Monday 22 January 2007

Beginners guide to Photoshop Layers (Part 2) - Creating a border effect

So now we understand that layers work like clear acetate and can be stacked on top of each other, what uses can we find for them? Well in this example we will create a simple frame around our picture for display on a website. First open an image file that deserves a frame.

Create a new layer
We have already learnt about creating a new layer in the previous lesson. So lets add one now by clicking on the new layer icon or selecting Layer>new>layer from the menus. By default this new layer will be called "Layer 1".

Unlock the base layer
We want to place this layer underneath the background layer, but as the background layer is locked, we need to first unlock it. Once it is unlocked it becomes "layer 0". Now we are ready to get creative.

Slide the new layer under the picture layer
We want our picture to sit on the new empty layer (layer 1) . to do this we need to change the layer order by sliding layer 1 under layer 0 in the layers pallet so that it looks like this:

If we go back to the idea of layers being sheets of acetate then the ones at the top of the palette are at the top of the stack. So it doesn't matter what I paint onto layer 1 - you won't see it as it is hidden by layer 0.

Resize the canvas
So now we need to create some space round our image for the border. Select Image>Canvas size from the menu.
First select relative, this means the numbers are in addition to the to the current document size.
Then enter the size of border you require and click OK.

There can be quite a bit of trial and error with this so try out different numbers and if you don't like the size simply select Edit>Undo and try again.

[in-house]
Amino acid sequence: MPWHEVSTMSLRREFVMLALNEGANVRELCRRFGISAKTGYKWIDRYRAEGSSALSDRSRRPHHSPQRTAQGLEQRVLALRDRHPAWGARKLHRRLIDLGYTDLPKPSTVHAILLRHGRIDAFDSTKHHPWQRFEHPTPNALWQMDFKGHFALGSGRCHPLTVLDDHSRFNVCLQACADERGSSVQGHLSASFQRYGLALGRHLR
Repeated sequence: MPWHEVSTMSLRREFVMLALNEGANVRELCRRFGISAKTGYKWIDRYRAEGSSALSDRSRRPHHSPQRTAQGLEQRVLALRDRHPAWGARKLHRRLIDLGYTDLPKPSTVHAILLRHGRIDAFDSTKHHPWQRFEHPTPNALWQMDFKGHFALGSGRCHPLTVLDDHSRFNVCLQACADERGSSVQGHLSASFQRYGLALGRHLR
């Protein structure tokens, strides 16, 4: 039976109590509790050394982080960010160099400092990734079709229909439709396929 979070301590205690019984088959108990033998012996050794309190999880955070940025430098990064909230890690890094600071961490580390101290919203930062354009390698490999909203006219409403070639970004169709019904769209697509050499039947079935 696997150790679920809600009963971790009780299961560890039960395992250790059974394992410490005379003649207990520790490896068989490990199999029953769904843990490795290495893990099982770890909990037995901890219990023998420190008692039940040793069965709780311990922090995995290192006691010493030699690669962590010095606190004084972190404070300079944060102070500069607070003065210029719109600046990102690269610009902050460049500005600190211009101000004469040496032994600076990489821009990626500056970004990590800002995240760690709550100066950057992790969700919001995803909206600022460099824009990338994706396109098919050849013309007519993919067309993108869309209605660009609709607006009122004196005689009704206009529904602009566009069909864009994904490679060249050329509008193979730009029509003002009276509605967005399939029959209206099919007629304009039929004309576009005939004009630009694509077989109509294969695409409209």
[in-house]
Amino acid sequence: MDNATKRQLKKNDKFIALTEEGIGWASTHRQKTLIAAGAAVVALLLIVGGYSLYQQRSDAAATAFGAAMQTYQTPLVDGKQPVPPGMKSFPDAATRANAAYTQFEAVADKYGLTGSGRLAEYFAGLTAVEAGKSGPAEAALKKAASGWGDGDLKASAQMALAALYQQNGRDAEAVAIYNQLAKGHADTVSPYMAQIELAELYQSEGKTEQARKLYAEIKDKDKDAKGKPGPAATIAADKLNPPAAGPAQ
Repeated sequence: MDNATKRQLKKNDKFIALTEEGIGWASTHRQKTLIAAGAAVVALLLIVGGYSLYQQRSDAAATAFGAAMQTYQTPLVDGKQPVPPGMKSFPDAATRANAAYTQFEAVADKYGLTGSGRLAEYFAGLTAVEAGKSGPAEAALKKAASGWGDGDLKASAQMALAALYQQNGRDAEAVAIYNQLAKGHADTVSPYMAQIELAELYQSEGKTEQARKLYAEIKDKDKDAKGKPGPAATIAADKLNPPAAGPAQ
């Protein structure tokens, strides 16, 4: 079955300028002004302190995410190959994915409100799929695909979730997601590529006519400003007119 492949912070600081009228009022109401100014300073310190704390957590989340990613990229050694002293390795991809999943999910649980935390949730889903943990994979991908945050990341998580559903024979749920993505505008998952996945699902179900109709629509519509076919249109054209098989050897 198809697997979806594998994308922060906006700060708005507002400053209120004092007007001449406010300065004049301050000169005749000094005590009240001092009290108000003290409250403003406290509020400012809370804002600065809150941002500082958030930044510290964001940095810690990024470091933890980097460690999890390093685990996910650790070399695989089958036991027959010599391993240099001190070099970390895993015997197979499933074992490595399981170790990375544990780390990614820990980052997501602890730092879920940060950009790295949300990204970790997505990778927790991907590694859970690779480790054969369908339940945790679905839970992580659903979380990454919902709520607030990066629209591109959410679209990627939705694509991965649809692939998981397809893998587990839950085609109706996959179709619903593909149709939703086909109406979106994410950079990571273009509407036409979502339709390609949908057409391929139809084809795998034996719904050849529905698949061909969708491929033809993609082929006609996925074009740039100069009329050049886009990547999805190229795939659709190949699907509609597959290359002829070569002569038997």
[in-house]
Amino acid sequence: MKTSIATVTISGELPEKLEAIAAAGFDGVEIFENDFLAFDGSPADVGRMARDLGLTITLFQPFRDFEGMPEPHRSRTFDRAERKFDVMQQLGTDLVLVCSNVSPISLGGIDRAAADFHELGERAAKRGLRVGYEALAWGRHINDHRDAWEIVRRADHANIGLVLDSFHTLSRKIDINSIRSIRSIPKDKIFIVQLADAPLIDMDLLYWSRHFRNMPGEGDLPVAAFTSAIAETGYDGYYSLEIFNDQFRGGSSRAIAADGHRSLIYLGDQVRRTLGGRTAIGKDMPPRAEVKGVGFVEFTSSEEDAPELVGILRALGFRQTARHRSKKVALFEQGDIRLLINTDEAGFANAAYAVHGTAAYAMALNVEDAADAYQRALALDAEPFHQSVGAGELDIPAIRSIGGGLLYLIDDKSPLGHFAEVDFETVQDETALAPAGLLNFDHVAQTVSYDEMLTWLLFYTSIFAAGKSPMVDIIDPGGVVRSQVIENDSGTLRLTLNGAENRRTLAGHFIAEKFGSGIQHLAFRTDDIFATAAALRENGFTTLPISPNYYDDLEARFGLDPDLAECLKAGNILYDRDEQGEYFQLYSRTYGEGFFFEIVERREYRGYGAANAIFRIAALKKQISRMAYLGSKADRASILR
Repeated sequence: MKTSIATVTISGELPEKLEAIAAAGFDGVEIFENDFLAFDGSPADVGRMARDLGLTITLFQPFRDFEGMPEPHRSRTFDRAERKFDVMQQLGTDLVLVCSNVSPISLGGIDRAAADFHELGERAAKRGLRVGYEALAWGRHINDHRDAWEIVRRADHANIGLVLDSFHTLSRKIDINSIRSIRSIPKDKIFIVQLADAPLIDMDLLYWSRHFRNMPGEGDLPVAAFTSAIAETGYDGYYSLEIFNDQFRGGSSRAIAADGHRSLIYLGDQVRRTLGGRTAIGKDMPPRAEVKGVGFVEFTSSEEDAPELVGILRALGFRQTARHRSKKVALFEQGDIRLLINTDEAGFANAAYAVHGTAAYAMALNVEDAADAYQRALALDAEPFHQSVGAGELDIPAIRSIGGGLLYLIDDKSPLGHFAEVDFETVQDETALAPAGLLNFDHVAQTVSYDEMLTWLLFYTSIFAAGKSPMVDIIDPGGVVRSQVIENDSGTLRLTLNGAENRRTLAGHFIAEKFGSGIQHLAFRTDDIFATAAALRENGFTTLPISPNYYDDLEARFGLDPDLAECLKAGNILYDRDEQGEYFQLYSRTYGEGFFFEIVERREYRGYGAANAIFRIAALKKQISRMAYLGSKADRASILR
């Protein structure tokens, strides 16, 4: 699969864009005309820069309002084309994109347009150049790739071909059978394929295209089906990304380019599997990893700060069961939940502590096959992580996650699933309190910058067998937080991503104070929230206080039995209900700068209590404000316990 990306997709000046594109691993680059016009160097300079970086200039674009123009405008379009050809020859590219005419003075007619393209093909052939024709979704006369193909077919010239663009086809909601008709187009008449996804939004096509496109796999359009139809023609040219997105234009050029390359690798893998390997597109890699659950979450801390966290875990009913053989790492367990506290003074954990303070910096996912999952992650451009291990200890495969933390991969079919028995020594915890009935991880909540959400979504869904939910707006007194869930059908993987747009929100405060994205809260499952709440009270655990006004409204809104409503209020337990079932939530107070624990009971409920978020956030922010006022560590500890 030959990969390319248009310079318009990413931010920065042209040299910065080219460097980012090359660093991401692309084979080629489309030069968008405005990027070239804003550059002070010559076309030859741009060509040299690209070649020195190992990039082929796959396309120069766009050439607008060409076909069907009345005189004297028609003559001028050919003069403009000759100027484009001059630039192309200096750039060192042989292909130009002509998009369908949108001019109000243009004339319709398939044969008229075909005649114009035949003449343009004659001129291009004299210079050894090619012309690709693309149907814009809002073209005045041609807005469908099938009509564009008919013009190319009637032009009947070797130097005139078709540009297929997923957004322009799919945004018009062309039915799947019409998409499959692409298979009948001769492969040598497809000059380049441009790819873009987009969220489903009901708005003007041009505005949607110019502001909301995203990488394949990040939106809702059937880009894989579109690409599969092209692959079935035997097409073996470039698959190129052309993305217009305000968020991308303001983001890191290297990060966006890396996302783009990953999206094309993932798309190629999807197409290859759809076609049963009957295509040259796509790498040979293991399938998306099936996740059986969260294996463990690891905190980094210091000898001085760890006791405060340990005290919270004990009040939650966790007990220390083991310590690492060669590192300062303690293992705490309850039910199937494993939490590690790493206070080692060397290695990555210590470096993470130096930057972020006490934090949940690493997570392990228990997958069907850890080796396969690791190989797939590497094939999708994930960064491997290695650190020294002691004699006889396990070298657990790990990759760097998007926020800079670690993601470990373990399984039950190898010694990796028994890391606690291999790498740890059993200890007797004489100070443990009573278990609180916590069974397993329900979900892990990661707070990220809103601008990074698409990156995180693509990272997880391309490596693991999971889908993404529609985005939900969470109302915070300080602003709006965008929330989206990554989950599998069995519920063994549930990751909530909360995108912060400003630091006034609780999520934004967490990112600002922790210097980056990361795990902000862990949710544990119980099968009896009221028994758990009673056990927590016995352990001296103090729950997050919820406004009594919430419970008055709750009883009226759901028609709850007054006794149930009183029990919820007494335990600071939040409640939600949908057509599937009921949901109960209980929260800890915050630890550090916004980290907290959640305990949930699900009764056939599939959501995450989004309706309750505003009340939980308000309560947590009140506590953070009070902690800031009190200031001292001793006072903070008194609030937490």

In my case I have opted for a 4cm border all round the picture.

So now your image appears surrounded by an area of empty transparent space (the chequerboard pattern means its transparent).

Fill with colour
So, that's not too bad if we are printing onto paper, as the transparent stuff will come out white. But in this case we want a black border.

First make sure that the bottom layer is selected then chose Edit>Fill and select Black in the top drop-down box. Click OK and we get a nice black border round our image.

Add a layer style
Now I think it would look better with a small white line separating the border from the picture. to do this, we first select the image layer (layer 0) and then select Layer>Layer Style>Stroke from the menu.
Select the position as inside and then chose the colour and width you prefer. If preview is clicked you should be able to see the changes straight away.

You can do the same thing with layer 1 as well if you like, which gives us the final effect.

Next time, in part 3, I'll show how layers can help making "exposure" adjustments easy.


David Toyne said...

Now I know this is what I should do but I am so lazy I just bought Photoframe Pro and do it in a click.

Chris Shepherd said...

Well that's one option Dave - I'm so lazy I made it into an action and do it in a click!